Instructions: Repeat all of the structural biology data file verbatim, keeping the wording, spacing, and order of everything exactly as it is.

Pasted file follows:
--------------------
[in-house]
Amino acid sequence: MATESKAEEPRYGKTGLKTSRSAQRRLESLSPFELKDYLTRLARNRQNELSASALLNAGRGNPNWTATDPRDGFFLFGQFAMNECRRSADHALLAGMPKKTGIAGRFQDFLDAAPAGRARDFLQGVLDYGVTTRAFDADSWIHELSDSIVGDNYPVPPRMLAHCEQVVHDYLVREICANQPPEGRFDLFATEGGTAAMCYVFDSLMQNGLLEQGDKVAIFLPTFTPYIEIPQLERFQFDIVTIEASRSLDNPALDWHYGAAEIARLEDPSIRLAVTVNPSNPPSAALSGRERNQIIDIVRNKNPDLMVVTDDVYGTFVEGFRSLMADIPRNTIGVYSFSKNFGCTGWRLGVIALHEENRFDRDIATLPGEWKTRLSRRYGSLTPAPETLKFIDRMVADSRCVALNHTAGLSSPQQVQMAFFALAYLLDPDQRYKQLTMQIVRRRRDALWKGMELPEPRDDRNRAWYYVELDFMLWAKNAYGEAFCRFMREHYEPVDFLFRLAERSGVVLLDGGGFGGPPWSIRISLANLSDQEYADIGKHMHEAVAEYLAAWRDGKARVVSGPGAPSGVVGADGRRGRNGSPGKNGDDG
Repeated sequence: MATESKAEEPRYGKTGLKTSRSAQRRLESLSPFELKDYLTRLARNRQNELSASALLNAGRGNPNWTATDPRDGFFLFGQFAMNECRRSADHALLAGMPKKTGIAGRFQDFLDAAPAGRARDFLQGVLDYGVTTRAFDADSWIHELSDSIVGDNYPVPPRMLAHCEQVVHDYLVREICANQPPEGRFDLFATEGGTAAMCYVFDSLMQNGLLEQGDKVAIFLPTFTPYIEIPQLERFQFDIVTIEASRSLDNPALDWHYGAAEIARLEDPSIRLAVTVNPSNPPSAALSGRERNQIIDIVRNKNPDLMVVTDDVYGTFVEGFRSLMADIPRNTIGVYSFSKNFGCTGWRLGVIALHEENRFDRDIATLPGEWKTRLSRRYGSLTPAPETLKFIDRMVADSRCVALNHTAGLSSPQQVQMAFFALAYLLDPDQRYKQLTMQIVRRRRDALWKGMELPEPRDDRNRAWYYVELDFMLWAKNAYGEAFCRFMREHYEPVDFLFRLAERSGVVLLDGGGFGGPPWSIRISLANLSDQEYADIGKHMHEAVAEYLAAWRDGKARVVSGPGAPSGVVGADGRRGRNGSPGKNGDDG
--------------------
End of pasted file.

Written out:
[in-house]
Amino acid sequence: MATESKAEEPRYGKTGLKTSRSAQRRLESLSPFELKDYLTRLARNRQNELSASALLNAGRGNPNWTATDPRDGFFLFGQFAMNECRRSADHALLAGMPKKTGIAGRFQDFLDAAPAGRARDFLQGVLDYGVTTRAFDADSWIHELSDSIVGDNYPVPPRMLAHCEQVVHDYLVREICANQPPEGRFDLFATEGGTAAMCYVFDSLMQNGLLEQGDKVAIFLPTFTPYIEIPQLERFQFDIVTIEASRSLDNPALDWHYGAAEIARLEDPSIRLAVTVNPSNPPSAALSGRERNQIIDIVRNKNPDLMVVTDDVYGTFVEGFRSLMADIPRNTIGVYSFSKNFGCTGWRLGVIALHEENRFDRDIATLPGEWKTRLSRRYGSLTPAPETLKFIDRMVADSRCVALNHTAGLSSPQQVQMAFFALAYLLDPDQRYKQLTMQIVRRRRDALWKGMELPEPRDDRNRAWYYVELDFMLWAKNAYGEAFCRFMREHYEPVDFLFRLAERSGVVLLDGGGFGGPPWSIRISLANLSDQEYADIGKHMHEAVAEYLAAWRDGKARVVSGPGAPSGVVGADGRRGRNGSPGKNGDDG
Repeated sequence: MATESKAEEPRYGKTGLKTSRSAQRRLESLSPFELKDYLTRLARNRQNELSASALLNAGRGNPNWTATDPRDGFFLFGQFAMNECRRSADHALLAGMPKKTGIAGRFQDFLDAAPAGRARDFLQGVLDYGVTTRAFDADSWIHELSDSIVGDNYPVPPRMLAHCEQVVHDYLVREICANQPPEGRFDLFATEGGTAAMCYVFDSLMQNGLLEQGDKVAIFLPTFTPYIEIPQLERFQFDIVTIEASRSLDNPALDWHYGAAEIARLEDPSIRLAVTVNPSNPPSAALSGRERNQIIDIVRNKNPDLMVVTDDVYGTFVEGFRSLMADIPRNTIGVYSFSKNFGCTGWRLGVIALHEENRFDRDIATLPGEWKTRLSRRYGSLTPAPETLKFIDRMVADSRCVALNHTAGLSSPQQVQMAFFALAYLLDPDQRYKQLTMQIVRRRRDALWKGMELPEPRDDRNRAWYYVELDFMLWAKNAYGEAFCRFMREHYEPVDFLFRLAERSGVVLLDGGGFGGPPWSIRISLANLSDQEYADIGKHMHEAVAEYLAAWRDGKARVVSGPGAPSGVVGADGRRGRNGSPGKNGDDG